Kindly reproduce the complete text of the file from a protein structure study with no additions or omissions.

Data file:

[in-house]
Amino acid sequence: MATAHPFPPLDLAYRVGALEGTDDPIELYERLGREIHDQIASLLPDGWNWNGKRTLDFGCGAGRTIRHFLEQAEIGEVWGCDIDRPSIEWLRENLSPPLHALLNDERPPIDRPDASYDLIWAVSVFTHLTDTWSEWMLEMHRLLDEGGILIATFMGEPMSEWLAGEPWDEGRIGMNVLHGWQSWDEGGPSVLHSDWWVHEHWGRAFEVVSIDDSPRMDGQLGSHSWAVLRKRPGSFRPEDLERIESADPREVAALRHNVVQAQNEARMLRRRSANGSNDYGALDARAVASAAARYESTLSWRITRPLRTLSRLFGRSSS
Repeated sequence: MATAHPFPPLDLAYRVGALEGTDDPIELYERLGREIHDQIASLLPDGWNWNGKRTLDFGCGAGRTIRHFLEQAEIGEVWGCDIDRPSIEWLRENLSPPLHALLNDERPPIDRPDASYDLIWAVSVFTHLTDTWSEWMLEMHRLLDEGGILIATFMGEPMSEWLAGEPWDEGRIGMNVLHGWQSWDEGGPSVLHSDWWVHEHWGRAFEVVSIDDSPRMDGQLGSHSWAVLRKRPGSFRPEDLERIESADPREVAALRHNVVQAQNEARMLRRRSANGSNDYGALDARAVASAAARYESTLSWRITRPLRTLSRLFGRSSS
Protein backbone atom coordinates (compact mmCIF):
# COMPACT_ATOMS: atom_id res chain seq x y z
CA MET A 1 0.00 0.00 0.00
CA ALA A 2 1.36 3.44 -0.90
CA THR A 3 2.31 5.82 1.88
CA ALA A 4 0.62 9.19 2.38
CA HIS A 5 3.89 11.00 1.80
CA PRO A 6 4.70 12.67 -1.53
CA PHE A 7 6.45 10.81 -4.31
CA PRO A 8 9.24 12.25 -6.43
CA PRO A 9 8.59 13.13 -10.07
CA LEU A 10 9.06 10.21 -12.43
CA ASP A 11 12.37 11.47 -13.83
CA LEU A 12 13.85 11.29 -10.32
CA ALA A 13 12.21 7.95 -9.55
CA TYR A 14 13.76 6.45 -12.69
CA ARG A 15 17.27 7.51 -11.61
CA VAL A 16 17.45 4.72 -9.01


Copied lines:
[in-house]
Amino acid sequence: MATAHPFPPLDLAYRVGALEGTDDPIELYERLGREIHDQIASLLPDGWNWNGKRTLDFGCGAGRTIRHFLEQAEIGEVWGCDIDRPSIEWLRENLSPPLHALLNDERPPIDRPDASYDLIWAVSVFTHLTDTWSEWMLEMHRLLDEGGILIATFMGEPMSEWLAGEPWDEGRIGMNVLHGWQSWDEGGPSVLHSDWWVHEHWGRAFEVVSIDDSPRMDGQLGSHSWAVLRKRPGSFRPEDLERIESADPREVAALRHNVVQAQNEARMLRRRSANGSNDYGALDARAVASAAARYESTLSWRITRPLRTLSRLFGRSSS
Repeated sequence: MATAHPFPPLDLAYRVGALEGTDDPIELYERLGREIHDQIASLLPDGWNWNGKRTLDFGCGAGRTIRHFLEQAEIGEVWGCDIDRPSIEWLRENLSPPLHALLNDERPPIDRPDASYDLIWAVSVFTHLTDTWSEWMLEMHRLLDEGGILIATFMGEPMSEWLAGEPWDEGRIGMNVLHGWQSWDEGGPSVLHSDWWVHEHWGRAFEVVSIDDSPRMDGQLGSHSWAVLRKRPGSFRPEDLERIESADPREVAALRHNVVQAQNEARMLRRRSANGSNDYGALDARAVASAAARYESTLSWRITRPLRTLSRLFGRSSS
Protein backbone atom coordinates (compact mmCIF):
# COMPACT_ATOMS: atom_id res chain seq x y z
CA MET A 1 0.00 0.00 0.00
CA ALA A 2 1.36 3.44 -0.90
CA THR A 3 2.31 5.82 1.88
CA ALA A 4 0.62 9.19 2.38
CA HIS A 5 3.89 11.00 1.80
CA PRO A 6 4.70 12.67 -1.53
CA PHE A 7 6.45 10.81 -4.31
CA PRO A 8 9.24 12.25 -6.43
CA PRO A 9 8.59 13.13 -10.07
CA LEU A 10 9.06 10.21 -12.43
CA ASP A 11 12.37 11.47 -13.83
CA LEU A 12 13.85 11.29 -10.32
CA ALA A 13 12.21 7.95 -9.55
CA TYR A 14 13.76 6.45 -12.69
CA ARG A 15 17.27 7.51 -11.61
CA VAL A 16 17.45 4.72 -9.01